You can almost think of it like having a meta passion. If you have a passion about things like, “I like solving problems that people need solving,” then it doesn’t necessarily matter what thing you’re working on, because you have this meta passion that you’re just into solving these problems.
Or you’re into giving people a good experience, so whether you’re actually working on an app or working on a tutorial or working on a game show or what have you, you’re concerned about this thing that you’re passionate about where the exact details of what you’re doing might not matter so much.
That way, you can always be doing things in a passionate way, but if something gets pulled out from under you, like a project you’re working on or what have you that you have no control over, you can be proud of the passion you put into it, but also apply that passion to the next thing and not beat yourself up or feel really horrible.
For me, I joined the AppKit team and I was responsible for AppKit accessibility. Now, I did not join the AppKit team saying, “I’m very passionate about accessibility. That’s all that I want to work on.” It’s just that was the thing that needed to be done, so I dug in.
Solving problems and learning the accessibility APIs, how everything worked, was incredibly rewarding. I’m very proud of the work I did on accessibility and I’ve become passionate about accessibility, but it’s a case where there wasn’t a passion followed by action. It was more a case where the action and what needed to be done caused me to delve into it and become much more involved and passionate about something.
Know When to Go With the Flow
The next meta trick is: know when to go with the flow.
This was originally just called, “go with the flow,” and then I realized that wasn’t what I meant at all, because that meant everything’s fine at all times. But knowing when to go with the flow can be very helpful.
I’ve always loved this quotation from Thomas Jefferson. “In matters of style, swim with the current; in matters of principle, stand like a rock.”
As I was researching this talk on the Monticello site, it turns out that there’s no evidence that Thomas Jefferson ever said this, which then led me to think about another favorite presidential quote of mine:
Even though Thomas Jefferson may not have said it, I still like the gist. It’s saying that there are some things that are going to change. You might not enjoy the changes, but they’re going to happen. But there are some matters of principle you want to stand firm on.
Moving from iOS 6 to iOS 7, there was a giant change in user interfaces. A lot of work to be done to update your app to use the new human interface guidelines. That is something where you are not going to change that change in style. You’re not going to be the one app that maintains this skeuomorphic look and feel and everybody is so proud of you for holding out.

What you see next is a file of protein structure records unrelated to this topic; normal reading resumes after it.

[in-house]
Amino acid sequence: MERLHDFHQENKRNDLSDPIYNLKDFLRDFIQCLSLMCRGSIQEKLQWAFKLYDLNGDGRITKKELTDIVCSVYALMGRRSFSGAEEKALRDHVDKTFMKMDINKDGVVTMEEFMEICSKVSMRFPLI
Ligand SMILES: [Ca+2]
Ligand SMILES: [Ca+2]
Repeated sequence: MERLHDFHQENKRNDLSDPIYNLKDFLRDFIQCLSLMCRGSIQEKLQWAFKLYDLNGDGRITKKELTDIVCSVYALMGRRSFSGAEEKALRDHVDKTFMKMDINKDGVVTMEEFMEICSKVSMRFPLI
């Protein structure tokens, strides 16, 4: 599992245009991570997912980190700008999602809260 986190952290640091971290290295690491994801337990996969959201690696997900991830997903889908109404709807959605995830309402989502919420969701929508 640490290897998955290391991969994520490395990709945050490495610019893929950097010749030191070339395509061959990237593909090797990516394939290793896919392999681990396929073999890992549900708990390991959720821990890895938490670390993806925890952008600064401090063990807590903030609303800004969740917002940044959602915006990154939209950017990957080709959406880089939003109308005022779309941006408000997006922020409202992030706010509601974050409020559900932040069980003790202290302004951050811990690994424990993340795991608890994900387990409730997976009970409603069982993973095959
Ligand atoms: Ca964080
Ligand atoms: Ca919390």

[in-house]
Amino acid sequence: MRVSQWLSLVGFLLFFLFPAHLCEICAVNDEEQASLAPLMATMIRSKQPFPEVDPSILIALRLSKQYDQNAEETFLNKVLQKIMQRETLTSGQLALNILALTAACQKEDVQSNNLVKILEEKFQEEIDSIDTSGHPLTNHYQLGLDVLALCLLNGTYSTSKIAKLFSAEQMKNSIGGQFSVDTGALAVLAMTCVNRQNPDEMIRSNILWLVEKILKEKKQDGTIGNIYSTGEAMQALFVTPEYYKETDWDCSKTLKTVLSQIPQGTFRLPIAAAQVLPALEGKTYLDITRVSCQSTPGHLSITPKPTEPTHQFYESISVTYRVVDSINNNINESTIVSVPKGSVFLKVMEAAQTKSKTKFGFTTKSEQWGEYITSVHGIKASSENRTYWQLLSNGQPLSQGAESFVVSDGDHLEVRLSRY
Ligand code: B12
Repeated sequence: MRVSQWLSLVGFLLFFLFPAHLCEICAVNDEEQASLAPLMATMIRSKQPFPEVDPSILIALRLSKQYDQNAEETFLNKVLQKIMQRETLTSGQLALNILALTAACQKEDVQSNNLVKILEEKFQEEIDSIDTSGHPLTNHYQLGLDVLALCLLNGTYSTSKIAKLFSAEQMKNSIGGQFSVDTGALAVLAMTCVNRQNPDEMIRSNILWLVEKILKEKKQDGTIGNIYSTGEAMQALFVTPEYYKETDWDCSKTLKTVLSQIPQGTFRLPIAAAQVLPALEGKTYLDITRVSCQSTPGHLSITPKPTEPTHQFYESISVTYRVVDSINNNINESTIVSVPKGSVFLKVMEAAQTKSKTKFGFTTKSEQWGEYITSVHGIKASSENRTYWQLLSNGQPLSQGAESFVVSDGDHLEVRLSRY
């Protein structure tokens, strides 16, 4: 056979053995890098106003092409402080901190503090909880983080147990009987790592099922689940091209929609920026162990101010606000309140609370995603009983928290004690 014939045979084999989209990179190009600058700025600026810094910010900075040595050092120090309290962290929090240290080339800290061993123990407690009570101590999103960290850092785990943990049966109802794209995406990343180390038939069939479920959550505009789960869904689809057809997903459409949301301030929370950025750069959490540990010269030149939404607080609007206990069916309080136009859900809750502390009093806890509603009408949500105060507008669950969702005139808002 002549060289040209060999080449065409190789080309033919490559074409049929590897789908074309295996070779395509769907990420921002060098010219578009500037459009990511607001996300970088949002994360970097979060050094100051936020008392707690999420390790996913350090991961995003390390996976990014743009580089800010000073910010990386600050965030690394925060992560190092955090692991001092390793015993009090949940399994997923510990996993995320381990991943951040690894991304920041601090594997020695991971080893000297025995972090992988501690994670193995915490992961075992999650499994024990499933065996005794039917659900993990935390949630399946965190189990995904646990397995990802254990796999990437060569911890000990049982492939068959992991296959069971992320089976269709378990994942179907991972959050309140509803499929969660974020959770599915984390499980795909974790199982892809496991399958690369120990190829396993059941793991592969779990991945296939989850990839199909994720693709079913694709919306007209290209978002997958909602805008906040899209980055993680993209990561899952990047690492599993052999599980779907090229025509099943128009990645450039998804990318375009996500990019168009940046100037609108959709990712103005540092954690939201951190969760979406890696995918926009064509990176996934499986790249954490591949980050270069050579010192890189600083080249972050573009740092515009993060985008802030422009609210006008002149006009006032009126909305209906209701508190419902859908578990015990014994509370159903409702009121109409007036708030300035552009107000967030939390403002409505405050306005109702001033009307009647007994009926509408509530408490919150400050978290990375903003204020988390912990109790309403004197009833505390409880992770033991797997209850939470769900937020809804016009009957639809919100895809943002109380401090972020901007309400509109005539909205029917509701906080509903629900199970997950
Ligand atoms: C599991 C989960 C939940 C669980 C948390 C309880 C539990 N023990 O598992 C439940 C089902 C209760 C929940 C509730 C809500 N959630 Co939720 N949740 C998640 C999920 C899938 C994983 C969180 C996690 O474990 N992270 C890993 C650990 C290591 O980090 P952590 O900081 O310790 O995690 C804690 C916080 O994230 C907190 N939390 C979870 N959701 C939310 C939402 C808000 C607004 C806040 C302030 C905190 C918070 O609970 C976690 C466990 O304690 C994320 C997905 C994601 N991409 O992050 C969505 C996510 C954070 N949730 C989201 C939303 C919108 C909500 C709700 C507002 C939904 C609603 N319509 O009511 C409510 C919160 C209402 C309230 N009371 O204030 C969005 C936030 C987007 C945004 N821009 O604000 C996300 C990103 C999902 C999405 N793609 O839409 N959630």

No. So let’s update our stuff for iOS 7.
Making your app stable and not crash and not be a security risk and behaving well and providing a good experience for your users: those are things where you should be standing on principle.
But every detail in the user interface, in the human interface guidelines … in part, it is matter of style. Clearly, people were able to use iOS devices and apps with the old design, and they’re able to use them with the new design. It is a bit stylistic in that sense.
Know when to let go. Know when to go with the flow.
One More Trick: Positivity
How many folks were at the conference last year? (Show of hands.) Last year I did a talk and I mentioned my dad, who had just had a major medical life event. He was on the road to recovery. A lot of folks have asked me about him and I just want to say: Dad is doing incredibly well. He’s now 91.
Whenever anybody asks him the secret of his longevity, he says, “I think the secret is I keep a positive outlook.”
He never said that in his eighties or in his seventies, though. I don’t know if he’s recently heard it somewhere else, but he is a terribly positive guy.
I think in a lot of ways the way to keep learning new tricks and the way to have the energy to let go of the old and embrace the new, even after you’ve been doing something for a long, long time, is a positive outlook.
It’s this outlook that says: yes, I have this knowledge base and some of it’s going away … but there’s this new thing coming along, and isn’t it exciting that I get to learn it?
I hope that some of those meta tricks will be handy for you. Thank you very much.